Then two other size 30 canvases, the Trinquetaille bridge and another bridge, along the road passing under the railway.

[Two sketches of "The Railway Bridge" and "The Trinquetaille Bridge" appear here.]

This canvas is a little like a Bosboom in colour.

The Trinquetaille bridge with all these steps is a canvas done on a grey morning, the stones, the asphalt, the pavements are grey; the sky, pale blue, the figures, coloured; and there is a sickly tree with yellow foliage. Two canvases in gray and blended tones, and two highly coloured ones.

Forgive these very bad sketches, I am half dead with painting that Tarascon diligence, and I see that I am not in the right mood for drawing.

I am just going to have dinner and I'll write you again this evening.

But these decorations are getting on a bit, and I think that they will broaden my way of seeing and doing things.

There will be a thousand things to criticize in it, but that's all right provided I can manage to get some verve into it.

But here's to the country of good old Tartarin, I am enjoying myself in it more and more, and it is going to be our second fatherland. Not that I forget Holland, the very contrasts make one think of it many a time. I will go on with this letter directly.

I am going on with it now. I so much wish I could show you the work that I am doing.

I am really so tired that I can see my writing isn't much.

I'll write better another time, because the idea of this decoration is beginning to take shape.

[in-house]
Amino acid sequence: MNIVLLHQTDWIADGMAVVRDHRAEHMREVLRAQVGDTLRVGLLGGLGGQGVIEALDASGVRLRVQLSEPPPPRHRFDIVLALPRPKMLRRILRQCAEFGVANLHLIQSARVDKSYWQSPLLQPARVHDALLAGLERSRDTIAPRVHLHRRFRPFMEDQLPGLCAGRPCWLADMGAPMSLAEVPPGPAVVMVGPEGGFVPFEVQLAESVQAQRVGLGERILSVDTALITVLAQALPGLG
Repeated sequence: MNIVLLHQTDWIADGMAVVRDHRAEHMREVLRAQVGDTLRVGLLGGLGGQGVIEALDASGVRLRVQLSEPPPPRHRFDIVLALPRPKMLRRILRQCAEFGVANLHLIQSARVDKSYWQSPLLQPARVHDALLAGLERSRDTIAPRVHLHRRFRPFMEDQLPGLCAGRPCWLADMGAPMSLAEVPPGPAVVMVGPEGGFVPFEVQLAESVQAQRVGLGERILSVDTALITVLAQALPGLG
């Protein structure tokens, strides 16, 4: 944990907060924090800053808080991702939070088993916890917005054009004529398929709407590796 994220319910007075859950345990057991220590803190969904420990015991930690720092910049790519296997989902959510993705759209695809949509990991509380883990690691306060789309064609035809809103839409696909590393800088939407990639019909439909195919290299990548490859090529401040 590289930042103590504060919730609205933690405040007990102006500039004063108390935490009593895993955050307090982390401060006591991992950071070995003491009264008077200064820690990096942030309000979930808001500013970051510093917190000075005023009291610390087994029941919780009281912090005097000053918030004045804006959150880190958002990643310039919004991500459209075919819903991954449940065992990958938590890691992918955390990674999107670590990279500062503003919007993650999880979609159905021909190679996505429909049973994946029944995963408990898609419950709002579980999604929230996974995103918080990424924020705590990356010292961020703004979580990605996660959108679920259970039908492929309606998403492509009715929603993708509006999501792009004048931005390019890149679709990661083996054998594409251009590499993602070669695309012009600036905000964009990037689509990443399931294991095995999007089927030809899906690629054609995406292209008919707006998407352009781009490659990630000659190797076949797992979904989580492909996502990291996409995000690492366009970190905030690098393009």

I wrote Gauguin again the day before yesterday to say once again that he would probably recover more quickly here.

And he will do such beautiful things here.

He will need time to recover, I tell you.

What a lot of things there are that ought to be changed. Isn't it true that all painters ought to live like workmen? A carpenter or a blacksmith is accustomed to producing infinitely more than they do. And in painting too we should have large studios where each man would work with greater regularity.

Good-by for the present, because I still have a lot to say, and I must make you some better sketches. I shall probably make them tomorrow.

Thank you again very much for your money order. A good handshake.

Ever yours, Vincent

That's 5 canvases I have in progress this week, that brings the number of these size 30 canvases for the decoration to 15, I think.

2 canvases of sunflowers
3 “ the poet's garden
2 “ the other garden
1 “ the night café
1 “ the Trinquetaille bridge
1 “ the railway bridge
1 “ the house
1 “ Tarascon diligence
1 “ the starry night
1 “ the furrows
1 “ the vineyard


At this time, Vincent was 35 year old
Source:
Vincent van Gogh. Letter to Theo van Gogh. Written 13 October 1888 in Arles. Translated by Robert Harrison, edited by Robert Harrison, number 552.
URL: http://webexhibits.org/vangogh/letter/18/552.htm.

This letter may be freely used, in accordance with the terms of this site.